Remembering street shrines.
Researching her family history, Dorothy Glass began to wonder if anyone remembered the WW1 war shrines in Middlesbrough?
She has submitted this photo, right, although faded, of the actual shrine which was displayed somewhere in Rockcliffe Street.
On the back of the picture is scribbled "Rockcliffe Street Roll Of Honour roll of honour
a list of those who have died in war for their country ". Names deciphered on the right panel of those killed in action are:
Ralph Unthank, Frederick Horn, Michael O'Connor Michael O'Connor can refer to more than one person:
Dorothy says the names on the left hand side are indistinguishable but thinks it shows those who returned.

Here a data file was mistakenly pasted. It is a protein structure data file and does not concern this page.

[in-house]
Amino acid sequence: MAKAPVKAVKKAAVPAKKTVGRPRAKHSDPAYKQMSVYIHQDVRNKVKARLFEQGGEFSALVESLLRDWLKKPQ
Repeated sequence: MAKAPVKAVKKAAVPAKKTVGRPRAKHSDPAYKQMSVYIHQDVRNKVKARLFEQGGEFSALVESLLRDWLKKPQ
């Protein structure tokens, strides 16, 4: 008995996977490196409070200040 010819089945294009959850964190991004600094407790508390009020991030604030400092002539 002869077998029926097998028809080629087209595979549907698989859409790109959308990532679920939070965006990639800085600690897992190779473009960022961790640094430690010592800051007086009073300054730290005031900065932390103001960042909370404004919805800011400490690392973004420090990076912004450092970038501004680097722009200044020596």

Ralph Unthank was her great uncle, who lived at 24 Rockcliffe Street. He served in 8th Lincolnshire Regiment, and was killed in the Battle of Loos The Battle of Loos was one of the major British offensives mounted on the Western Front in 1915 during World War I. It marked the first time the British used poison gas during the war, and is also famous for the fact that it witnessed the first large-scale use of new army or September 1915.
His father was John William Unthank, his mother Emily Jane. His brother George (a Sherwood Forester) survived the war and his sister Celia Maude married Sydney Pitcher (Dorothy's gran and granddad).
Sydney lodged in Rockcliffe Street with his brother Ernest Pitcher and family.
Dorothy would love to hear from any descendants to fill more holes in the ever-expanding family tree, and can be contacted at 12 Ripon Road, Nunthorpe, Middlesbrough, TS7 0HX.